Pathogens do not survive cooking temperatures above 65 ° C
Cooking food often has a sanitizing function and eliminates the presence of potential pathogens. The effects vary depending on the type of cooking used and therefore the degrees applied. Thus, maintaining more than 65 ° C in the food piece, for more than two minutes pathogenic microorganisms such as Salmonella sp., Shigella sp., Escherichia coli … are destroyed. And here’s a very important nuance: the temperature should reach around the food, even in the center (considered thick pieces such as roast beef).
Microbial growth is closely linked to temperature. It is therefore very important to maintain the hot chain (cooking-reheating-hot holding) to ensure that food is safe.
Raw foods like meat, fish, whole eggs or raw vegetables usually contain pathogenic bacteria as a result of soil contamination or due to the preparation process. Cooking is one of the most effective measures to avoid them. Besides giving food organoleptic characteristics as color, taste or texture, cooking also has a sanitizing function. The effectiveness of this process depends on the type of cooking, as it is not the same boil to fry two procedures in which the temperatures reached are different.
• Boiled. In the case of boiling foods, they reach temperatures of about 100 ° C. The boiling time large pieces of food should be at least 30 minutes. Water boils at a temperature of 100 ° C, which is maintained constant during boiling.
• Fry. When food is fried, they reach temperatures of between 180 ° C and 300 ° C. By immersing food in oil crispy product is obtained. It is important to choose oil, avoid frying large quantities at a time and check the food is as dry as possible when fried. The oil must be clean.
• Roast. The cooking is done with dry heat (oven or similar). The food is placed on a surface and receives heat evenly. Meat, fish and vegetables are the foods that are cooked in the oven.
• Microwave. With this appliance, food is heated by the rapid movement of the molecules of water, fat and sugar. The contact of these molecules in the form of friction heat is produced. One aspect to consider is that this kind of heat is not uniform and, therefore, may be cold spots where bacteria survive.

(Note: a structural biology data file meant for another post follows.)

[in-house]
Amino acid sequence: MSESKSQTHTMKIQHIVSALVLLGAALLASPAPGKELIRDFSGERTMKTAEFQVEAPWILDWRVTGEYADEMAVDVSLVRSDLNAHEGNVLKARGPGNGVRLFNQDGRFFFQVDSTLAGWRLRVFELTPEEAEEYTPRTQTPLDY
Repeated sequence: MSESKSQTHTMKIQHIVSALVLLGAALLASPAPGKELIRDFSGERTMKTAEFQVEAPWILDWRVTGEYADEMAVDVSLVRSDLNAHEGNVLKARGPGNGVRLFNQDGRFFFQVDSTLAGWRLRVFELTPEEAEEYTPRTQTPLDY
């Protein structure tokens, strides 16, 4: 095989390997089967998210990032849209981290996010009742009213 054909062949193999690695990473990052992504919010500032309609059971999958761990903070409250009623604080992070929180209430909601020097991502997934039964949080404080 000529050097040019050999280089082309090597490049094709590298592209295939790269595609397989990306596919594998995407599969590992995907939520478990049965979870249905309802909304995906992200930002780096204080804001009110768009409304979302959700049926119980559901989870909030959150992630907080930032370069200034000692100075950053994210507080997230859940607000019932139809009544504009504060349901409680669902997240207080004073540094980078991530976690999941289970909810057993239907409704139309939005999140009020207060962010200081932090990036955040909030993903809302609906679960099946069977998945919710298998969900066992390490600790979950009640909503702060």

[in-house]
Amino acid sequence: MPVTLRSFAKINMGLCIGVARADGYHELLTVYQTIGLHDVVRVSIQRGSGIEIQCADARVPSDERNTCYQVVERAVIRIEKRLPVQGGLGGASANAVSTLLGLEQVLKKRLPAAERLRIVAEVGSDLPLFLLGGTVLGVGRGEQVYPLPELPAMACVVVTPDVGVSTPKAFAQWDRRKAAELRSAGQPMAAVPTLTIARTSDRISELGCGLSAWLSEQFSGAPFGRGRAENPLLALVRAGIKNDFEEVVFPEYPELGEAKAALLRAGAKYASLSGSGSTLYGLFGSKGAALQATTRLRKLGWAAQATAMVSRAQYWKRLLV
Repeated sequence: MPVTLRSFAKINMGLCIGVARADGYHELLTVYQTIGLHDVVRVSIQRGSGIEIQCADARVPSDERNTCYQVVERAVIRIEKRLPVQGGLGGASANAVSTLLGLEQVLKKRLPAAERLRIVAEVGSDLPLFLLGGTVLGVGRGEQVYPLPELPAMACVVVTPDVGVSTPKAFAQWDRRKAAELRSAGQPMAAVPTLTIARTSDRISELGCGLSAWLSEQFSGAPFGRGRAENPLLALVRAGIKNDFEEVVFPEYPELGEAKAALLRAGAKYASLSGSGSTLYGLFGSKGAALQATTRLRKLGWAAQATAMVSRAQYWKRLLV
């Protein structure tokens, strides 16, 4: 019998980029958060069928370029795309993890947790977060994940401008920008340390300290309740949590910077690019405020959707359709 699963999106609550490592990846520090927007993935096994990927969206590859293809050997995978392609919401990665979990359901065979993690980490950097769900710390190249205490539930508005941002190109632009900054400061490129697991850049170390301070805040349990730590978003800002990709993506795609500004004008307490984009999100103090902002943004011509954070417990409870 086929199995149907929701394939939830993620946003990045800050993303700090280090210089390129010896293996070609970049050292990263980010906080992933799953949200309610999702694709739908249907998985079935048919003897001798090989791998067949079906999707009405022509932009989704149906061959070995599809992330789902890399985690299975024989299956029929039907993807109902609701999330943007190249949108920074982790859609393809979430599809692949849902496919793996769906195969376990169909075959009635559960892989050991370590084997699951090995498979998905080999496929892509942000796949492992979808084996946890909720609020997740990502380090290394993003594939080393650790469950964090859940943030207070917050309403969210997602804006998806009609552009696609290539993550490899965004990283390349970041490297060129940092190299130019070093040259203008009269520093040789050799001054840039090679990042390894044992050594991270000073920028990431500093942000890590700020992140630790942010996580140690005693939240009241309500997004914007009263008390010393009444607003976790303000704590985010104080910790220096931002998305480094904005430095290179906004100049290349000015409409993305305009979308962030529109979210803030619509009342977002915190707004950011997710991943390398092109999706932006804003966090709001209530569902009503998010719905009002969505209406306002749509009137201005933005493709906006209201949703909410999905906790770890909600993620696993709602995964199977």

In most of these processes (except in the microwave), it should be noted that a gradation of the temperature, ie, this decreases when food is introduced (both oil in water) occurs, forcing ensure that the entire volume of the food reaches a minimum degree.
Keep in mind three very important points as exclusions:
The first is that cooking food destroys almost all pathogenic bacteria, whenever we speak in normal bacteria in raw meat ranges. So if a piece of meat is not thawed or cooled properly will reach such a high bacterial range that will not be sufficient heat treatment in normal conditions of time and temperature for that food does not have a concentration of infectious microorganisms.
The second is that there are exceptions to this rule and there are toxins produced by microorganisms resistant to heat treatment, as the example of botulinum toxin produced by Clostridium botulinum or producing Staphylococcus aureus.
The third issue is that we have to do too much cooking, or excessive temperature, can be hazardous. Therefore, it is essential to strike a balance between too little cooking and excessive who burns. When in a frying it exceeds the temperature, the product is burned or charred if more time than is necessary is allowed. Overcooking favors the creation of toxic substances such as heterocyclic amines and rich in starch (bread, cereal or crackers) foods, may result in the formation of acrylamide.
In the case of cooking food on a barbecue, excess temperature can produce polycyclic aromatic hydrocarbons such as benzopyrene. These compounds have mutagenicity and are formed during the preparation of food at elevated temperatures, especially if there is direct contact with the flame. In this case, it is advisable to avoid direct contact of the food with the fire and the cooking is done with the coals.